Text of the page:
Home > Aging > I’m Gettin’ Me Mallet: Society’s Impact on Aging

I’m Gettin’ Me Mallet: Society’s Impact on Aging

There are so many stereotypes associated with aging. Just about every negative trait is thrown at older adults with the hope that it sticks. Some claim that older adults are closed-minded, grumpy, forgetful, and slow. And of course, on top of these there are positive stereotypes as well, like older adults being wise, kind, generous, and so on. Between these stereotypes, though, there is the reality that our behavior is influenced by the various social factors around us. These explain the reason why stereotypes are so pervasive. Essentially, one’s social environment has an impact on their cognitive development, two ways of which I will attempt to highlight in this blog: through positive/negative environmental support and through internalization of stereotypes.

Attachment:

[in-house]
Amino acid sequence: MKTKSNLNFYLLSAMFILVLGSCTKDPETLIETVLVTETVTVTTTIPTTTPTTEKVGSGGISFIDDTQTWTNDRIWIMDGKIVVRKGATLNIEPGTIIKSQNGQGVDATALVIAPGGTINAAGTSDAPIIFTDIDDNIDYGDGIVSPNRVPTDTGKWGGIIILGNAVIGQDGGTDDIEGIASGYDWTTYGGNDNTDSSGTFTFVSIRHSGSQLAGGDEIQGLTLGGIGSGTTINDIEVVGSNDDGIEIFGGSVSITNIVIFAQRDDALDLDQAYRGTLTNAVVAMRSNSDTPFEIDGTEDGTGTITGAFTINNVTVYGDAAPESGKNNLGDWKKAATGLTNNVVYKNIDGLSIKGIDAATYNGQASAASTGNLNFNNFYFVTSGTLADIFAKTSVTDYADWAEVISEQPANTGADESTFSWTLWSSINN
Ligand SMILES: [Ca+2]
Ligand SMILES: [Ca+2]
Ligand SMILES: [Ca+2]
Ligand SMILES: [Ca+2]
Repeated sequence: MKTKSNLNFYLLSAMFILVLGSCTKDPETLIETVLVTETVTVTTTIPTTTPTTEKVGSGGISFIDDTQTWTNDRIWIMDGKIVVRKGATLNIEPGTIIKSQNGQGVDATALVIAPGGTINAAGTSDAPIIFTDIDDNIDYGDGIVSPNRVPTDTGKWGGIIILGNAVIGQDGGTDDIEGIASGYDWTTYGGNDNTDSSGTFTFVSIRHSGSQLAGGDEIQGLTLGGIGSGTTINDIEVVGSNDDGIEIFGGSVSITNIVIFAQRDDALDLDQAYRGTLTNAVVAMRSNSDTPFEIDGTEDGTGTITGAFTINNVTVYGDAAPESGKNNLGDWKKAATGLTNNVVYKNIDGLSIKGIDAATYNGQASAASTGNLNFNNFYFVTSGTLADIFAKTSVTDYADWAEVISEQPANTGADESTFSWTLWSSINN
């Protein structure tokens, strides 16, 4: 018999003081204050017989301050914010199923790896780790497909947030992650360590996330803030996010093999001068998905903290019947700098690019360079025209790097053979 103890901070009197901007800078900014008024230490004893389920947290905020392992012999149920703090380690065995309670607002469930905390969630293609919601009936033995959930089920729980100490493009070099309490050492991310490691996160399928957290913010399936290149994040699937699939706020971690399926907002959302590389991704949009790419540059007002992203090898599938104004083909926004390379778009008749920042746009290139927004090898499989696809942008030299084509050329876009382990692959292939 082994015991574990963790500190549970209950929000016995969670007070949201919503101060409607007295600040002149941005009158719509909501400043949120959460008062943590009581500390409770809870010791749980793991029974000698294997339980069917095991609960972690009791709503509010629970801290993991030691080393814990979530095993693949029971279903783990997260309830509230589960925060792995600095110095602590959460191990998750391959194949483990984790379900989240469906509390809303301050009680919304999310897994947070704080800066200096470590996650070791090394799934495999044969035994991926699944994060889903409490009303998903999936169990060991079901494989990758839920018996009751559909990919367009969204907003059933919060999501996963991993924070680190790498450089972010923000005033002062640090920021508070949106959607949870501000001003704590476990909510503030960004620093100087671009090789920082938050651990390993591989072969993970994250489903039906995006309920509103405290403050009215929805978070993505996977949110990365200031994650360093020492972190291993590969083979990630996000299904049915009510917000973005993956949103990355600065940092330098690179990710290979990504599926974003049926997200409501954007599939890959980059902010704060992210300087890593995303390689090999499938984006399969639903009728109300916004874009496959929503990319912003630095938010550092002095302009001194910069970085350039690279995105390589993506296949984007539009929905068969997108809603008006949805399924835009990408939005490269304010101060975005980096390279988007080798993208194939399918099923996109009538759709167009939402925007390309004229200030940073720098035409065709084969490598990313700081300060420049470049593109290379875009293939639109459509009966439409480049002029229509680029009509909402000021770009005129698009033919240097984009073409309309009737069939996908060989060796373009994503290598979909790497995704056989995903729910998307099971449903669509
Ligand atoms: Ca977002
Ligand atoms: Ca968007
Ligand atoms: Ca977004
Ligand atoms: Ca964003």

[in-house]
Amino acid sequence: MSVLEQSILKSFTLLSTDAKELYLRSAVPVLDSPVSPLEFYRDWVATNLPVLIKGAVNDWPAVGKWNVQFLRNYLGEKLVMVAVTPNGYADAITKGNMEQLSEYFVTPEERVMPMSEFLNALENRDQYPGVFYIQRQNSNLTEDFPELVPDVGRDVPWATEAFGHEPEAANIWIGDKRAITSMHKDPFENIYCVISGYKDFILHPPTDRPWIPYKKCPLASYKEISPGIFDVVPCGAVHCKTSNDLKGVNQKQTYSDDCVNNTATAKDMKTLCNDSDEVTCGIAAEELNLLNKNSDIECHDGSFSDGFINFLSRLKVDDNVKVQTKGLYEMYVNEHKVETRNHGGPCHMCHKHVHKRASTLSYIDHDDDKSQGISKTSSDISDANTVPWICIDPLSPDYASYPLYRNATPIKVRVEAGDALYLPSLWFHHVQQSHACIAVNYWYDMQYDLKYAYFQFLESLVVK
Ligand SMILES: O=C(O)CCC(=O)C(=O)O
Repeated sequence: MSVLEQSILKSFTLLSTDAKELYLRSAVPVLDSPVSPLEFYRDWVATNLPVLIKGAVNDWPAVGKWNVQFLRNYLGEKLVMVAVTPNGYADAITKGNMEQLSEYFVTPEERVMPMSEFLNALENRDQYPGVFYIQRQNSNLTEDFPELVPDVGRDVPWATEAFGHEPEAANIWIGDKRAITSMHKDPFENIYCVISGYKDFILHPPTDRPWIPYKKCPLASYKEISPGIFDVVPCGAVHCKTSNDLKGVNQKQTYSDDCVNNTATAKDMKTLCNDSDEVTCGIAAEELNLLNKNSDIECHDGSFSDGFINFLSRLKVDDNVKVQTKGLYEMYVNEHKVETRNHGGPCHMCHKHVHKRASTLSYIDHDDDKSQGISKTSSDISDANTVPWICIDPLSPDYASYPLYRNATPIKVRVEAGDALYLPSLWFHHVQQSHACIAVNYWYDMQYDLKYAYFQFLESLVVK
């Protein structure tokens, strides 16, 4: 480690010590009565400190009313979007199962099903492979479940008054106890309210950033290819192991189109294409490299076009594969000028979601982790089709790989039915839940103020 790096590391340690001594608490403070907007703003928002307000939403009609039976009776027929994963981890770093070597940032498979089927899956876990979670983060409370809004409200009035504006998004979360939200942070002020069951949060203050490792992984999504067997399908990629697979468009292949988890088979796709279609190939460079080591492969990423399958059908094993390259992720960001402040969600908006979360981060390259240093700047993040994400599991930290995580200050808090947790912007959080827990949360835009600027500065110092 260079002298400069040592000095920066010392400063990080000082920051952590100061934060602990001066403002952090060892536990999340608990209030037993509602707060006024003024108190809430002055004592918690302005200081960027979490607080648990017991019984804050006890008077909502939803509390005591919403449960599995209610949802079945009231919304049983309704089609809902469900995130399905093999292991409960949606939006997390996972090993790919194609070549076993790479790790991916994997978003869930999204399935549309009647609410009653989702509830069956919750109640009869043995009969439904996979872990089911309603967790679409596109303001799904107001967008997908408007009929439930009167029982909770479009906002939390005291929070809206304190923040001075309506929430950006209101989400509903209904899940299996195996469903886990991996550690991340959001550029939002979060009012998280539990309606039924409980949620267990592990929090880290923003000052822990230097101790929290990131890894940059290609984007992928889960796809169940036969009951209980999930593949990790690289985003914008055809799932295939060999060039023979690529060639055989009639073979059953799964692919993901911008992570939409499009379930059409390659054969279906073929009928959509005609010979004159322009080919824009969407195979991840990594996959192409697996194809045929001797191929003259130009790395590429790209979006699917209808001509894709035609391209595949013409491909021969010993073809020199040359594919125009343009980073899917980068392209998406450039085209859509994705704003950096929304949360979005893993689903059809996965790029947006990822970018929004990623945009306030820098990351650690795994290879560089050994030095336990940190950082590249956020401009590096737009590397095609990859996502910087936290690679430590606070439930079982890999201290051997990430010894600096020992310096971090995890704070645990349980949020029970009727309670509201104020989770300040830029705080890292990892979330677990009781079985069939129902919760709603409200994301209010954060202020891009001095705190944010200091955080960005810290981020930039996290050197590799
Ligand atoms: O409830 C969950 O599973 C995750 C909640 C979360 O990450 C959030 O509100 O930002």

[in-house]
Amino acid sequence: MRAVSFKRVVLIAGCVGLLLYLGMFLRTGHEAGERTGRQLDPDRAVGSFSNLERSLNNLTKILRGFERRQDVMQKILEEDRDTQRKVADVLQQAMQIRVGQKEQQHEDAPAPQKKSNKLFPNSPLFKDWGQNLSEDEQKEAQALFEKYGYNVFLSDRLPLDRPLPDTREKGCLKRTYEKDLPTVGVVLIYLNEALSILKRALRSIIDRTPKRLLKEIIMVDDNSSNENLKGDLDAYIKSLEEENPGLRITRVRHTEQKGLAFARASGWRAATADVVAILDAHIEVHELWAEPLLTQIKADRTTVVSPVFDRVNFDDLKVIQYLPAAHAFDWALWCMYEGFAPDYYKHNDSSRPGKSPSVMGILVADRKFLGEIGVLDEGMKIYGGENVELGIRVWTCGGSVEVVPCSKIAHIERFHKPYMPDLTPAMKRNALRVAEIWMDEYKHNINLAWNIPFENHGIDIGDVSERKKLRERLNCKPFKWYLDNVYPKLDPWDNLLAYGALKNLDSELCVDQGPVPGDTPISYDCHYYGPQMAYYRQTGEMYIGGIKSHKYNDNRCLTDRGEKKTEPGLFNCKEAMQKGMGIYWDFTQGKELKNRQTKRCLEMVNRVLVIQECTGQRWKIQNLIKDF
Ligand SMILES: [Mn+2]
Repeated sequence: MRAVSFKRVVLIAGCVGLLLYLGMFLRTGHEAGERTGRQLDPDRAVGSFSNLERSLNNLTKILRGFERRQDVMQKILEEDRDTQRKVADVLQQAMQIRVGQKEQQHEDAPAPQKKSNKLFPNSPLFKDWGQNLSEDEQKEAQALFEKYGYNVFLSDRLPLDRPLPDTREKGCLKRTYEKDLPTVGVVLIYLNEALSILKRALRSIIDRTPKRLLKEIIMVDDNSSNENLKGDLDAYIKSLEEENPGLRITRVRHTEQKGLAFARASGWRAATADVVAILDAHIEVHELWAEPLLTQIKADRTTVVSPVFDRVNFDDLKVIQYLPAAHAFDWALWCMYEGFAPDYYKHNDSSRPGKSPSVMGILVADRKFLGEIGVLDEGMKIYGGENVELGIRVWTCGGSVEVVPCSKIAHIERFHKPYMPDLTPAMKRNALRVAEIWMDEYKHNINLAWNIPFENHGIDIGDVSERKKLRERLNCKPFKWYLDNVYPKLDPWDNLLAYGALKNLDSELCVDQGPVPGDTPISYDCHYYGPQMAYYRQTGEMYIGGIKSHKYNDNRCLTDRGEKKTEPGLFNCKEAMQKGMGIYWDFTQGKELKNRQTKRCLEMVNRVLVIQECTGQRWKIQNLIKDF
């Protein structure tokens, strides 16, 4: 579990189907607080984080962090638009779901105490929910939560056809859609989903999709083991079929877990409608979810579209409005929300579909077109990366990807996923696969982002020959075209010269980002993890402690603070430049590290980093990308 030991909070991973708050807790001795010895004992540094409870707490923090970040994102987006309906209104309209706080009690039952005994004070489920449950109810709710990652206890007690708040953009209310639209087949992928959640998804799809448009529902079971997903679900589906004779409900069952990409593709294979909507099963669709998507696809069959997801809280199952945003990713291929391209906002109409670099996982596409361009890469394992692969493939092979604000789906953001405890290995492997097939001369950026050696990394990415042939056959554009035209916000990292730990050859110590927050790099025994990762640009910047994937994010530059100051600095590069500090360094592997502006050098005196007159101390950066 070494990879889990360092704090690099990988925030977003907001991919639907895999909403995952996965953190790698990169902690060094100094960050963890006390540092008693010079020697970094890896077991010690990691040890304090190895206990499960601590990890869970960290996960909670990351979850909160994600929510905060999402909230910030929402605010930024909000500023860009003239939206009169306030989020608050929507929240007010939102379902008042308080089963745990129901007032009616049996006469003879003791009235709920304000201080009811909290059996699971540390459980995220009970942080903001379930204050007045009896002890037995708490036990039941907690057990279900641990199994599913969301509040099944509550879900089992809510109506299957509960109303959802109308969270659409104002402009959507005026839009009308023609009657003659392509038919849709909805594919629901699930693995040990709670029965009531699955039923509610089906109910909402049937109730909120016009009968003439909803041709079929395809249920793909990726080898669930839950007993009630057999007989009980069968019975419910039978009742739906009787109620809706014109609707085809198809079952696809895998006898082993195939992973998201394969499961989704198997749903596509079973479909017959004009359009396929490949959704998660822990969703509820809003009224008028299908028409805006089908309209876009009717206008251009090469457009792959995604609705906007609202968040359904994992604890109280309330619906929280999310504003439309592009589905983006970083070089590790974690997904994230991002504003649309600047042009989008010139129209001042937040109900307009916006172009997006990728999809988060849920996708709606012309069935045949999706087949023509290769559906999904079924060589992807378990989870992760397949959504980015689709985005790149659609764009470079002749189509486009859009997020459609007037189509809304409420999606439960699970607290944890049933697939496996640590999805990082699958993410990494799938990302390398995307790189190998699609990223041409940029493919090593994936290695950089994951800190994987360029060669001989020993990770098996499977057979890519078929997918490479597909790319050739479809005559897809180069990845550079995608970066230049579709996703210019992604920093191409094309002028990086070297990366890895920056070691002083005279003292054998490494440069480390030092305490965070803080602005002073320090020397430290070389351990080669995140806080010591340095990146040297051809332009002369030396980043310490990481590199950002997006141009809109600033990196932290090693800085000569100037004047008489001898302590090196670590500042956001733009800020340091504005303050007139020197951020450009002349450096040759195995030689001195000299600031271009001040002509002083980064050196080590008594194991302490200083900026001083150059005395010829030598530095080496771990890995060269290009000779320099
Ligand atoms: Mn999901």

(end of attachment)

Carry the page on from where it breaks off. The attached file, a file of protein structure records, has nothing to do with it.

This is a picture of Eustace Bagge from Courage the Cowardly Dog. Eustace is a prime representative of the stereotype of older adults being grumpy and stuck in their ways (Copyright Cartoon Network)

One of the most pervasive stereotypes about older adults is that they are old-fashioned and stuck in their ways – not open to anything new, something that especially plays out with technology. Research actually shows the contrary – that older adults actually have a positive view towards technology (Rogers et al., 2020). One reason that older adults seem to not use certain technologies is because they are simply not as accessible. While some of us grew up being literate in using new technology, many older adults were not doing the same, meaning that there are significant barriers to entry. If you’re interested in reading more about the subject, I recommend checking out this blog. So generally, older adults are not closed up to new experiences, but some experiences and activities may not be as accessible for them. This also extends to negativity. One description of older adults is that they are grumpy but research again points towards the opposite conclusion: older adults actually show higher scores on positivity assessments than younger adults (Maillet & Schacter, 2016).